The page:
The project went well today. We have a number of people who have taken part and people are feeling less apprehensive about the cameras.
Today I am going for lunch outside at a place that a lot have been talking about-it is called south point. Inmates talk about it as a place to be alone and to think, to have privacy and look out to the sea and think about the future. The mainland (or ‘freedom’) is constantly visible from the island and on a clear and quiet day, you can hear the cars and see the people going about their lives. We sat at this spot shown here for two hours talking and drinking coffee. Peter talked about his difficulties with authority and his life involving drugs. At one point, he said “just close your eyes”. We sat in silence with our eyes closed for a couple of minutes and the quietness was intense. In contrast, my life back at home is somewhat more hectic. Not only do I talk the majority of time but with a young family and hundreds of undergraduate students on our criminology courses at Portsmouth, I find it difficult to stop.
The past year has been rushed to say the least. But as I sat here- what irony it was, to find peace in a prison. I considered the impact this same experience has on inmates, who may have come from chaotic lives and experience additional pressures and problems. It must be emotional for them too. I found myself once again close to tears. There is something punishing about this experience. To stop and hear nothing was uncomfortable for me personally. You have nothing to hide behind or distract yourself away from. You are just you. In this sense, it became a place of peace.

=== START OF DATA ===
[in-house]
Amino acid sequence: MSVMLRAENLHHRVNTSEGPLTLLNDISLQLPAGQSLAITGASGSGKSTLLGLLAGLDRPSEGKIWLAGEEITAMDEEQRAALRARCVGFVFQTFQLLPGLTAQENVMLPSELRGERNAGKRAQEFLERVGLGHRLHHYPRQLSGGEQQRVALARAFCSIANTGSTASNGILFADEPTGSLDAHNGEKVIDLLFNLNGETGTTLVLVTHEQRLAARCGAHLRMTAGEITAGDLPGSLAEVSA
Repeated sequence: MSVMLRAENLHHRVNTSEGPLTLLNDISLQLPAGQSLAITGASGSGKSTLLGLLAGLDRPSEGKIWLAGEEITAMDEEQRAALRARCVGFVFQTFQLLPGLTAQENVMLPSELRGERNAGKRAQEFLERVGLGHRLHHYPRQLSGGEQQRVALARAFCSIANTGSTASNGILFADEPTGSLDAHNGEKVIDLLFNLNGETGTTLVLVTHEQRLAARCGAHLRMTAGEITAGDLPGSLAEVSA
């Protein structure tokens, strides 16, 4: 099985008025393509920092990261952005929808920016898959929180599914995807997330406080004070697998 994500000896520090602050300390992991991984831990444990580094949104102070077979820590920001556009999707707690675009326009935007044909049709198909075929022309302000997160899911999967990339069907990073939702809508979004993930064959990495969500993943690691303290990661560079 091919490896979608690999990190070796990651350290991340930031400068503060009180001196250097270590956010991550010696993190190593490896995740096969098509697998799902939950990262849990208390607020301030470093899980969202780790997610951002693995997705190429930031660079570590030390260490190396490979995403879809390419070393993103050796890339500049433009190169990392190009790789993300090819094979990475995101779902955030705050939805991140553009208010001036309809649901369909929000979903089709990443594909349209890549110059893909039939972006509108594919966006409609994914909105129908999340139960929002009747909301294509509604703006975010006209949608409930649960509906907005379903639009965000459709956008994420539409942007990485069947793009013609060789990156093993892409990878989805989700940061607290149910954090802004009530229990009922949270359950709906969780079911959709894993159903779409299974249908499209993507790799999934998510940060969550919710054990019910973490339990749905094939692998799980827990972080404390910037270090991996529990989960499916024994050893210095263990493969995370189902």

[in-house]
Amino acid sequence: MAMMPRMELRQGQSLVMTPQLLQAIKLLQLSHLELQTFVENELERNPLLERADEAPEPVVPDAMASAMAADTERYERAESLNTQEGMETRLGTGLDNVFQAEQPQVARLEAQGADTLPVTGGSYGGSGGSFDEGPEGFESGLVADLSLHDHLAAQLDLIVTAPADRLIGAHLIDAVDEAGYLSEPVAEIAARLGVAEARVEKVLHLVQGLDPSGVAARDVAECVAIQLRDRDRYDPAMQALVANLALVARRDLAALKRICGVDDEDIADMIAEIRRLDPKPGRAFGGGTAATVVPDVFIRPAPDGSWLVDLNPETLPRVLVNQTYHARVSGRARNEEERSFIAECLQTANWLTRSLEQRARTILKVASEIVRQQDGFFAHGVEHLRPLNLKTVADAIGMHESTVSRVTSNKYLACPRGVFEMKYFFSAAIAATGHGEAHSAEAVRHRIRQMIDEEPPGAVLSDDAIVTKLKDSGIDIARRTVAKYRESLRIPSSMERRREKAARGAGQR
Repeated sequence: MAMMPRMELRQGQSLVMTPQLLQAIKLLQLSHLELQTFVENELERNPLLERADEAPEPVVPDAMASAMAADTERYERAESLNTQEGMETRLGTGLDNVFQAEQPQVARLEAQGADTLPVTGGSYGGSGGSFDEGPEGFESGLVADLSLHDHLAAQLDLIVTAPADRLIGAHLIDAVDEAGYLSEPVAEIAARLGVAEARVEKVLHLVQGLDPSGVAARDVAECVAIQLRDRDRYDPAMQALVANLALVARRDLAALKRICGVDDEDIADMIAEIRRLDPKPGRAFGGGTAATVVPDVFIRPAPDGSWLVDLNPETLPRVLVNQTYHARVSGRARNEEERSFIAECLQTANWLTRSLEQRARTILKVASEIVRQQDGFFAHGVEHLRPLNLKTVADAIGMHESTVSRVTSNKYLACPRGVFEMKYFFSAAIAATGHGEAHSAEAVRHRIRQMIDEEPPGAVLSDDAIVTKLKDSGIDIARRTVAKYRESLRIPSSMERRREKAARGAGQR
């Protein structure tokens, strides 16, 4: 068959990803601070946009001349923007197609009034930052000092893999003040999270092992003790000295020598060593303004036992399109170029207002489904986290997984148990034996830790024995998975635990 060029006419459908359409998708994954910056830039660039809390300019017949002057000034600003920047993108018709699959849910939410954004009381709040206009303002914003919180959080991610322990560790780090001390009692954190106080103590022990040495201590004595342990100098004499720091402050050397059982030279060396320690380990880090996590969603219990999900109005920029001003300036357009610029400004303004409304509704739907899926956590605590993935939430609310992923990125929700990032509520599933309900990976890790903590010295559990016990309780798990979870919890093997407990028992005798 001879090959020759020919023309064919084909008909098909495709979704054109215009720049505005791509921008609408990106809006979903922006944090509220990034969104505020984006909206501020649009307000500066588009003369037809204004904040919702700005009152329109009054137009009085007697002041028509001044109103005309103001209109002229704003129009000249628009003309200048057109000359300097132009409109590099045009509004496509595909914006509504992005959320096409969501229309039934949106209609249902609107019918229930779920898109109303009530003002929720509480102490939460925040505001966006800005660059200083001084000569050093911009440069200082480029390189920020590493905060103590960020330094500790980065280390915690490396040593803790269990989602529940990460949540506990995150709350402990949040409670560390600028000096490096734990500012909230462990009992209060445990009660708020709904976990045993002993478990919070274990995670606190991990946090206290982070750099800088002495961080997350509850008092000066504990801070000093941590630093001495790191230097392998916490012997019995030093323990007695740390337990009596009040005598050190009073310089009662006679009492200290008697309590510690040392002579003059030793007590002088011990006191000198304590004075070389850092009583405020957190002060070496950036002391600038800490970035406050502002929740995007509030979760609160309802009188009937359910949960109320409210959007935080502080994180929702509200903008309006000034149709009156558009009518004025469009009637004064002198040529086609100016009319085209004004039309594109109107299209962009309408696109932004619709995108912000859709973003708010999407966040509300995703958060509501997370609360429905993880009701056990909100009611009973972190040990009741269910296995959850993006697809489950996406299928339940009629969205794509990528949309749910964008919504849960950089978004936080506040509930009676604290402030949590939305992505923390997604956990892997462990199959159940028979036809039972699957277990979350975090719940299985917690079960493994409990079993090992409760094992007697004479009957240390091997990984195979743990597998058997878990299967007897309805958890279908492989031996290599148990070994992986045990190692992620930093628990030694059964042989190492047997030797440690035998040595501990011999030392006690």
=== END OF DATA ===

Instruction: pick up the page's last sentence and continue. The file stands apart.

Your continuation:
We packed up the flask of coffee and got back onto our mode of transport for the day (a horse and cart), the inmate turned to me and said, “do you want to go fast?” After spending some time talking about his need to take extreme risks in life, I did feel a little scared and with a nervous laugh declined the offer and said “nice and slow please”. With that, the horse bolted and ran back all the way in the snow. This was the first time at BastØy I actually feared for my personal safety, but I could not help but laugh.